A very experienced Christian counselor once told me that he thought that 80 to 90 percent of the problems people face are the result of their unwillingness to forgive others. The reason he believed that — and why I agree with him — is that when you withhold your forgiveness, you very nearly cut yourself off from God’s grace and make it extremely difficult for Him to help you with all the other challenges you have in life, whether they’re emotional, relational, marital, financial, or psychological. Cutting yourself off from God’s grace is like cutting the anchor line from your boat when you’re in the middle of a stormy sea. It’s dangerous. And that’s why you really have to think twice before you withhold your forgiveness from anyone.
There’s an awful lot of confusion surrounding this topic. Many people have a mistaken notion of what forgiveness means. Forgiveness does not mean that you give up your right to self-defense. Everyone has the right to protect themselves from harm, from abuse, from lies. If you’re in some kind of abusive relationship, God doesn’t expect you to stay in it. He expects you to change it or leave it. Never forget that you have an immortal soul made in the image and likeness of God. You have more value than all the stars and planets put together. You should never be a doormat or a punching bag for anyone.
Forgiveness also doesn’t have anything to do with good feelings. It’s simply impossible for human beings to have full control over their emotions. If someone hurts you badly, God doesn’t expect you to feel all warm and fuzzy toward that person. When someone does something wicked, it deserves condemnation. Forgiving someone doesn’t ever mean calling evil good. That’s a lie. And the father of lies is the devil — not God.
The fact is that forgiveness doesn’t reside in the emotions at all but rather in the will. If you had to calmly decide the destiny of the person who harmed you, what choice would you make? It’s perfectly okay to want bad people to be brought to justice on earth if they’ve done something wrong. But what you can’t ever do is wish evil upon them. You can’t hope that they get a disease or go to Hell. That’s up to God — not you.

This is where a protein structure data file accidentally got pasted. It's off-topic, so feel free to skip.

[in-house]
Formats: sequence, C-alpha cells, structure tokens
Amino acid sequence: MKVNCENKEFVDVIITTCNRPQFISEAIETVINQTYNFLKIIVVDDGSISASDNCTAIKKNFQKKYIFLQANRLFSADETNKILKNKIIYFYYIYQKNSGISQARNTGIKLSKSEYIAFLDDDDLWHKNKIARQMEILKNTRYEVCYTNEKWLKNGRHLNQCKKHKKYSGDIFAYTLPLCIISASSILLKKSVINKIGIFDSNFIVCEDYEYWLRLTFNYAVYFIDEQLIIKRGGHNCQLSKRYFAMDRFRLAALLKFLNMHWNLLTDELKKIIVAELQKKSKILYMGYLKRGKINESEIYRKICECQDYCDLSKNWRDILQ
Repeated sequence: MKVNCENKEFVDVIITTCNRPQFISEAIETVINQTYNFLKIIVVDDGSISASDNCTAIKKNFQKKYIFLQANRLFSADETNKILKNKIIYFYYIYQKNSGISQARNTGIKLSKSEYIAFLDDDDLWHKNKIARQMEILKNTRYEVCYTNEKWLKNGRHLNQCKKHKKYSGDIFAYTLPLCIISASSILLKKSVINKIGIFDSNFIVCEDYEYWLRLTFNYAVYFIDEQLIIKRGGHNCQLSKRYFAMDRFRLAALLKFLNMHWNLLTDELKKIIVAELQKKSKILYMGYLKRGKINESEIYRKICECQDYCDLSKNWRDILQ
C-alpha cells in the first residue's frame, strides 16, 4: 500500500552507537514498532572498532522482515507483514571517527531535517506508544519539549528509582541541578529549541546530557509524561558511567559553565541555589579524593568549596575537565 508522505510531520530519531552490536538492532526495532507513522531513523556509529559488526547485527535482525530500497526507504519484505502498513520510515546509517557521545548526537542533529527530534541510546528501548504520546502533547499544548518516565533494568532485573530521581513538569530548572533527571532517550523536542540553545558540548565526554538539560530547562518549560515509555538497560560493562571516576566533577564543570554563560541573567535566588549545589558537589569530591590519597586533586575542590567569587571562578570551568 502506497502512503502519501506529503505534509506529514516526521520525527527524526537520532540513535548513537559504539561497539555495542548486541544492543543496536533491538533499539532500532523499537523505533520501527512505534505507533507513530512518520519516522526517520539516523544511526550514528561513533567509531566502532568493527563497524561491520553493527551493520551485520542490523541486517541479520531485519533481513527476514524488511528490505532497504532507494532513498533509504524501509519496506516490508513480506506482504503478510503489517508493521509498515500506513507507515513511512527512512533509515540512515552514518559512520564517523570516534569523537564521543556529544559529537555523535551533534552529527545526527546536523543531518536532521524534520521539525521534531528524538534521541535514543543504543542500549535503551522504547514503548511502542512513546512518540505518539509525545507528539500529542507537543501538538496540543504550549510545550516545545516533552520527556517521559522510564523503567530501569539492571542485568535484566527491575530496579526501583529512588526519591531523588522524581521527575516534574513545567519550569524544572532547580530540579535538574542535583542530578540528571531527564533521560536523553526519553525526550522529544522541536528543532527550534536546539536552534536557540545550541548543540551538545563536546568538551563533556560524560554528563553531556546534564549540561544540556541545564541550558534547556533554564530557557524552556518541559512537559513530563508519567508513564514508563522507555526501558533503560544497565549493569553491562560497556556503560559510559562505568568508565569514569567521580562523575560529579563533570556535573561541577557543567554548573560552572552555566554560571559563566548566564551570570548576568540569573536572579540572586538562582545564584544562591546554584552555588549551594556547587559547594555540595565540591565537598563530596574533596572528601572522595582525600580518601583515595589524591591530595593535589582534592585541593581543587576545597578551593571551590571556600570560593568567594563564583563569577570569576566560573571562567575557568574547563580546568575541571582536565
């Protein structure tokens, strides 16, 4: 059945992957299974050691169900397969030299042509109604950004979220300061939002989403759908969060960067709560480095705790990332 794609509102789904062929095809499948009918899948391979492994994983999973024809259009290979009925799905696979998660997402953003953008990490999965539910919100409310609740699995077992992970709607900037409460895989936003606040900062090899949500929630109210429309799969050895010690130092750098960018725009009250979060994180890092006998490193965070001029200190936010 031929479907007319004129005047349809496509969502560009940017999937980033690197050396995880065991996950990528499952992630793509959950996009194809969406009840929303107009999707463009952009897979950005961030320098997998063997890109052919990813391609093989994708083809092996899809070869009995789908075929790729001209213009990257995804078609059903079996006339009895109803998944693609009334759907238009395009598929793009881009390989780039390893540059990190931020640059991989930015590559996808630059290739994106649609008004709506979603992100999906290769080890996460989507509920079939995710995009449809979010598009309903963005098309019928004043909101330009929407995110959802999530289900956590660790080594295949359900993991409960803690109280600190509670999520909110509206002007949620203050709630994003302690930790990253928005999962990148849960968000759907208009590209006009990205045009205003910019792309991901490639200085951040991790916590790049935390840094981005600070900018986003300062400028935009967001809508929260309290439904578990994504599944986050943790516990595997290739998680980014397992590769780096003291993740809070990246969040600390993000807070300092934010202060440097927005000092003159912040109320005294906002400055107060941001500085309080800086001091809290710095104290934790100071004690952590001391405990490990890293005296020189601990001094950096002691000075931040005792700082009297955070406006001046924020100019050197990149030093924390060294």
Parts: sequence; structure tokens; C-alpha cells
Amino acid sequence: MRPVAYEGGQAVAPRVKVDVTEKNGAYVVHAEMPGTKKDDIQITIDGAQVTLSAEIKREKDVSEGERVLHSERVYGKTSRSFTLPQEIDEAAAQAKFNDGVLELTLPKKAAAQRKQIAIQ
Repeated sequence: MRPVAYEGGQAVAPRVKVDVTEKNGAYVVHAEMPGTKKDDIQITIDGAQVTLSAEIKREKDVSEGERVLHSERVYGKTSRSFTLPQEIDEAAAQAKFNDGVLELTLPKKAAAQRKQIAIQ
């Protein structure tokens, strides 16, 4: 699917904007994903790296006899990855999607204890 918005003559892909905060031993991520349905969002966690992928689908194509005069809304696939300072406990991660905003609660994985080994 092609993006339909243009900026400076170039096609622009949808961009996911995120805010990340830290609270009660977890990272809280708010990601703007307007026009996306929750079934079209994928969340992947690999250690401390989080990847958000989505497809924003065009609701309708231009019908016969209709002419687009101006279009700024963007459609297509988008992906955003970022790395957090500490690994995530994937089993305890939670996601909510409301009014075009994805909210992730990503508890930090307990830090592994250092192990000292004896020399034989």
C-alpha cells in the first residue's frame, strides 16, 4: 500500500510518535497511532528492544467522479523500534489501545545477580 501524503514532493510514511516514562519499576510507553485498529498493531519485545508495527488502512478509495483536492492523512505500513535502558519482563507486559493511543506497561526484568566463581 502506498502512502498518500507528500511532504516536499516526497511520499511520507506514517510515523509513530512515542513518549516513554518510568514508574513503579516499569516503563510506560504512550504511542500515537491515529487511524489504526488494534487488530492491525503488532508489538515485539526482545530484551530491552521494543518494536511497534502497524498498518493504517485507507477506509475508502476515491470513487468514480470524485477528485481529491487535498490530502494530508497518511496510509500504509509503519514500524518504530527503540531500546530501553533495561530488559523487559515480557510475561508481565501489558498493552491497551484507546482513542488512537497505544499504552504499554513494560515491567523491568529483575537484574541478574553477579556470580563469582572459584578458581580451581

Forgiveness basically means that even if you have negative feelings toward certain people, you still wish them well; in fact, you still wish them the greatest possible good, which is Heaven. It means that even if you’re revolted by the thought of those people, and even if you’ve legitimately chosen never to associate with them again, you still hope that they embrace God, that they’re sorry for their sins, and that they ultimately receive salvation. Christ spelled it out very clearly when He said that we have to “love our enemies and pray for those who persecute us” (see Matt. 5:44). Praying is really the acid test when it comes to forgiveness. It’s the bare minimum we have to do for those who have hurt us.
Now, how do you pray for people who have hurt you — maybe even hurt you badly? In some cases, it can be so extraordinarily difficult that the only thing to do is pray that God helps you to forgive them; that God gives you the strength and confidence to relinquish your pain and trust in His justice.
If you can’t do even that, then your hatred has gone so far that it really has separated you from God. Is that something you really want to allow them to do? Think about it — someone wrongs you, and on top of the original crime, the person also causes a rift between you and God. Now you’re letting that person harm you even more! That’s something you simply can’t permit. You can’t give anyone — especially your enemies — the power to interfere with the most important thing in your life: your relationship with the Lord.
Did you know that you can’t even pray the Our Father if you’re unwilling to forgive others? Think about what that prayer says: “Forgive us our trespasses as we forgive those who trespass against us.” When you say those words, you’re basically asking God to forgive you in the exact same way that you forgive other people. So if you can’t forgive your mother-in-law because she’s done something bad to you, then you can’t expect God to forgive you either. He’s going to treat you the same way you treat others. In fact, when you pray the Our Father in an unforgiving state of mind, you’re actually asking God not to forgive you!